[SatNews] Additional imagery is being supplied to Japan to assist with damage assessment and the direction of relief efforts.
Imagery from MDA Systems Information Group's RADARSAT-2 satellite is being used to assess damage and direct relief efforts to the main stricken areas of Sendai, Japan, resultant of, the March 11, 2011 earthquake. MDA provided imagery acquired by the RADARSAT-2 satellite over the devastated areas in Japan, in support of disaster management efforts through the Canadian Space Agency's (CSA) participation in the International Charter "Space and Major Disasters". The first image of the disaster was acquired on March 12, 2011, hours after the powerful earthquake hit the Pacific Ocean near Northeastern Japan.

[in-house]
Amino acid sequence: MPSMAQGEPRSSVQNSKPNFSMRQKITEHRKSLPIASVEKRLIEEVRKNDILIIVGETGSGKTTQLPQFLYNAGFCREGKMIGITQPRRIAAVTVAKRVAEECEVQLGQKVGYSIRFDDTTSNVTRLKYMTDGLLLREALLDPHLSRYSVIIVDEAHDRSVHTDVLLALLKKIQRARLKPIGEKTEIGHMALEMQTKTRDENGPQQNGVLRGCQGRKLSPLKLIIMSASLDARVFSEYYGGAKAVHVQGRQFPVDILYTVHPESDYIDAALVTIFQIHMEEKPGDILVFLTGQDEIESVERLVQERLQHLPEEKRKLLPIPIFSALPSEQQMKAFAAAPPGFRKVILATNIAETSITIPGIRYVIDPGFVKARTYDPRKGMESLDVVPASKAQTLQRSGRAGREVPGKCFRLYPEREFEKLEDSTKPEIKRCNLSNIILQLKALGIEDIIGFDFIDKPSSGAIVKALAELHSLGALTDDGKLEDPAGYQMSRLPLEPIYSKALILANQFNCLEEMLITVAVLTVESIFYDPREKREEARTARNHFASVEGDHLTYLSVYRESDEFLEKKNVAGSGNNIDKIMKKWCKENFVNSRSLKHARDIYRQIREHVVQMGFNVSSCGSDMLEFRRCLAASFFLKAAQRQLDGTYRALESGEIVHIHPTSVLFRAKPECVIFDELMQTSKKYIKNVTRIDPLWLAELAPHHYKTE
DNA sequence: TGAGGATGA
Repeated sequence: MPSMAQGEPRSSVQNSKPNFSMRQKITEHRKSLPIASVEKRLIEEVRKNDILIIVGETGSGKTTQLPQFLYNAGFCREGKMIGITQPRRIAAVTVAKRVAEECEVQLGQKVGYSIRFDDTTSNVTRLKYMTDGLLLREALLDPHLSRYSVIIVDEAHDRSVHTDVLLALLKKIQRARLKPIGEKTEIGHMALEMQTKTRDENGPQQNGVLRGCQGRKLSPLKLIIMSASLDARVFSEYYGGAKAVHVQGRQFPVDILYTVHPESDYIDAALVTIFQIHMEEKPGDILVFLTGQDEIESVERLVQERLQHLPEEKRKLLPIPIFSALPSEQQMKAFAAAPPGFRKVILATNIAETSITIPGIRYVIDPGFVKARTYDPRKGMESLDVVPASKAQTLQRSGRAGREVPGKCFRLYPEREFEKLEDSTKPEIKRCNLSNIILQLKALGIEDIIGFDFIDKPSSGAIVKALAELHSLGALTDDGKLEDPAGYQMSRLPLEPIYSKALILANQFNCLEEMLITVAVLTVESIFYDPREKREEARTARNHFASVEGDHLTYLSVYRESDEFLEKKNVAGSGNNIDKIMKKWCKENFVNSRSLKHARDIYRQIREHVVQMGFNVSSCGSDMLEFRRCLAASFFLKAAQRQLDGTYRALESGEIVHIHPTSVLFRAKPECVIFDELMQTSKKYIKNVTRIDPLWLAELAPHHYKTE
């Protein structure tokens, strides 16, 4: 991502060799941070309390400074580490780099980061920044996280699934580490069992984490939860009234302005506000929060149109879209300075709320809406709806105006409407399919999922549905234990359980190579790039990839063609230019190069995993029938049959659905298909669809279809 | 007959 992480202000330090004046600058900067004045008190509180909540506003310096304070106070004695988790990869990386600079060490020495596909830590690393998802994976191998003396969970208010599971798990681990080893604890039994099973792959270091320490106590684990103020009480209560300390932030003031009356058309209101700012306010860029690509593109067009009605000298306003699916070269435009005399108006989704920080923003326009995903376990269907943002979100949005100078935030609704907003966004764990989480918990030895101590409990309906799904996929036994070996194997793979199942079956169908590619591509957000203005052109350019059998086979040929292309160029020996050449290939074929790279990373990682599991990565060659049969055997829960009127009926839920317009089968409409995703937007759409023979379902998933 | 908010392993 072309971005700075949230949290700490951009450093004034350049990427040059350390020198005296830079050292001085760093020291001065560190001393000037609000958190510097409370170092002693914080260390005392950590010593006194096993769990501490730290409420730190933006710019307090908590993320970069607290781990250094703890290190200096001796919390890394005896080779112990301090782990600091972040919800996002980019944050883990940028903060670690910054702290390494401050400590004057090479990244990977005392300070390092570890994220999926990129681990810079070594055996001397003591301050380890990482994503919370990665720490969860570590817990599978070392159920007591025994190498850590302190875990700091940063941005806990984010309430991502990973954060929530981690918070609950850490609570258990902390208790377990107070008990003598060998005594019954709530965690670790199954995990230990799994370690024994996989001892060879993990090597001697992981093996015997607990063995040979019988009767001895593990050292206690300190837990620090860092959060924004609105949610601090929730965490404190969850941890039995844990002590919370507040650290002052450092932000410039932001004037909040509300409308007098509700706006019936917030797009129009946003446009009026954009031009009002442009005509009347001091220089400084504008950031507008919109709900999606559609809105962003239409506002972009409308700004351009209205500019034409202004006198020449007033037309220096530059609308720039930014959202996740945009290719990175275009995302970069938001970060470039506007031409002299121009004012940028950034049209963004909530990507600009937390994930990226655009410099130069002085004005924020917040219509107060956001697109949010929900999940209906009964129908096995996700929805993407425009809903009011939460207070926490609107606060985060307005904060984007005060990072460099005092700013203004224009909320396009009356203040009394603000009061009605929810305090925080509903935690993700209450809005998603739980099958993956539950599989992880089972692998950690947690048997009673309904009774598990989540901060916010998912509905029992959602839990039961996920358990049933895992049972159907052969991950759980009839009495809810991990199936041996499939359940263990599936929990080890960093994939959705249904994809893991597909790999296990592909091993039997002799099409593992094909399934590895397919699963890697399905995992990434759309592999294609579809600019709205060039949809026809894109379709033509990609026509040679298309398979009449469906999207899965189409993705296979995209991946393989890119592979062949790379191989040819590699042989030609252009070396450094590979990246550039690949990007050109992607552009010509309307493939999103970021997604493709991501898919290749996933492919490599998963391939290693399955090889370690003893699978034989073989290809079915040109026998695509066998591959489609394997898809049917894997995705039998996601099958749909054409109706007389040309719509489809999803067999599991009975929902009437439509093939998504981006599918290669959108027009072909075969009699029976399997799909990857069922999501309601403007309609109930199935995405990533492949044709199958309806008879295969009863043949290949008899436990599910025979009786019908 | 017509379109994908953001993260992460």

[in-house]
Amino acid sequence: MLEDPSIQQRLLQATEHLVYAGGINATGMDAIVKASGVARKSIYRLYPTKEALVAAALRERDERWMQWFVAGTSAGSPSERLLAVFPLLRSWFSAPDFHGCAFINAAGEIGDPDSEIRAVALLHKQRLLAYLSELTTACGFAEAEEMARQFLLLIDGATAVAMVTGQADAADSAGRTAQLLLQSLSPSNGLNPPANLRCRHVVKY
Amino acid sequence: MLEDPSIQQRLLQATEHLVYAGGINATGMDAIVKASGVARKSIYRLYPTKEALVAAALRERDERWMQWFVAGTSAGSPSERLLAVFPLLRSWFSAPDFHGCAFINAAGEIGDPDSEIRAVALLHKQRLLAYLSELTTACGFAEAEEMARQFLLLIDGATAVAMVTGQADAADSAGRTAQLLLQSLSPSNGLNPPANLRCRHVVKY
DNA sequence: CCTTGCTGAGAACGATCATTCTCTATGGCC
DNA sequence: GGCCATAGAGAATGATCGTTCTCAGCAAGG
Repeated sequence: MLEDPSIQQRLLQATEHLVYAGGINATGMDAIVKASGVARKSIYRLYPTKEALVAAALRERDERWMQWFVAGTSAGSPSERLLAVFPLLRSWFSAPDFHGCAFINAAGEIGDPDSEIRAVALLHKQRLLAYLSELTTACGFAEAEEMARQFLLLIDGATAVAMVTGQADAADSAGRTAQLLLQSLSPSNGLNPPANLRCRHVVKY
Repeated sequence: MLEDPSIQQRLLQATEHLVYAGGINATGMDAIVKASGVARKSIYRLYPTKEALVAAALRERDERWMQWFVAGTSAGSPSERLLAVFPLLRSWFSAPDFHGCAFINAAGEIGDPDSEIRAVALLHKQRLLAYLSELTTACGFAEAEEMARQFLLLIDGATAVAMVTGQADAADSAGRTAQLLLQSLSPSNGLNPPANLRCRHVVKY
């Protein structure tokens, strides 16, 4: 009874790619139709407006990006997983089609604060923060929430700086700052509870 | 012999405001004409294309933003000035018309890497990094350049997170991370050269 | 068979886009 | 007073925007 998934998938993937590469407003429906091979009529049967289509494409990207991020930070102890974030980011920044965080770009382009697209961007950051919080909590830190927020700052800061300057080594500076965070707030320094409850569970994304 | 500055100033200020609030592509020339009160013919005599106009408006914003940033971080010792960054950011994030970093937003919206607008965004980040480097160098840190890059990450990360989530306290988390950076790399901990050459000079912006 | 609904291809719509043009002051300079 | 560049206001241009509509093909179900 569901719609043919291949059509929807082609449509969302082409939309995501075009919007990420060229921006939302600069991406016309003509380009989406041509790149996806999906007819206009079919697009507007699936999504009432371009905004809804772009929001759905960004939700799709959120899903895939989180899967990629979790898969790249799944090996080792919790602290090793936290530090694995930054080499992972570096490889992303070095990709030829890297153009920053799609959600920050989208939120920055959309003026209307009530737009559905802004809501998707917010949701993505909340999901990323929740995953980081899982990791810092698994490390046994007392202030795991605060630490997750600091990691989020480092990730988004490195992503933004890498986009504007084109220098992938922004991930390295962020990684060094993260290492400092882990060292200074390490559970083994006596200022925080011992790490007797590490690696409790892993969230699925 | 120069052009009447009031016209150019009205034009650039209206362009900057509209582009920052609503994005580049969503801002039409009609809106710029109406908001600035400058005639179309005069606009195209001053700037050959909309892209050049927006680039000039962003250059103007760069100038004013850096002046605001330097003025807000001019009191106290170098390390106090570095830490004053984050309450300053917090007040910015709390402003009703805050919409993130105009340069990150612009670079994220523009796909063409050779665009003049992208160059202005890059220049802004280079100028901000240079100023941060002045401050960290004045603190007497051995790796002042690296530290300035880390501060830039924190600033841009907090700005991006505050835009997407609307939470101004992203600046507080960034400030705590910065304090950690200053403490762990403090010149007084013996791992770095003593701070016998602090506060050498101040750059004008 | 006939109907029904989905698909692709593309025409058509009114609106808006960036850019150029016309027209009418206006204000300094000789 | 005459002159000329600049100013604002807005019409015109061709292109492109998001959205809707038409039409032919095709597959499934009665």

When a natural disaster of such great magnitude as experienced in Japan occurs, there is an urgent need to identify areas that have been hit hardest by the disaster. Satellite imagery acquired immediately after the event provide views of the extent of damage to critical infrastructure such as buildings, roads and airports. These images can be compared with satellite imagery taken before the event to detect major changes on the ground. The changes show how the landscape has changed and will help determine passable routes for aid workers and safe areas suitable for establishing aid camps to provide medical support and shelter. Launched in 2007, RADARSAT-2 is the world's most advanced commercial C-band Synthetic Aperture Radar satellite. RADARSAT-2 offers new imaging capabilities and a faster turn-around schedule for data acquisition and product delivery. It provides enhanced information for applications such as environmental monitoring, ice mapping, resource mapping, disaster management, and maritime surveillance. RADARSAT-2's ability to collect imagery independent of darkness or inclement atmospheric conditions is a valuable support during times of emergency to supplement airborne and ground resources for local and regional damage assessment.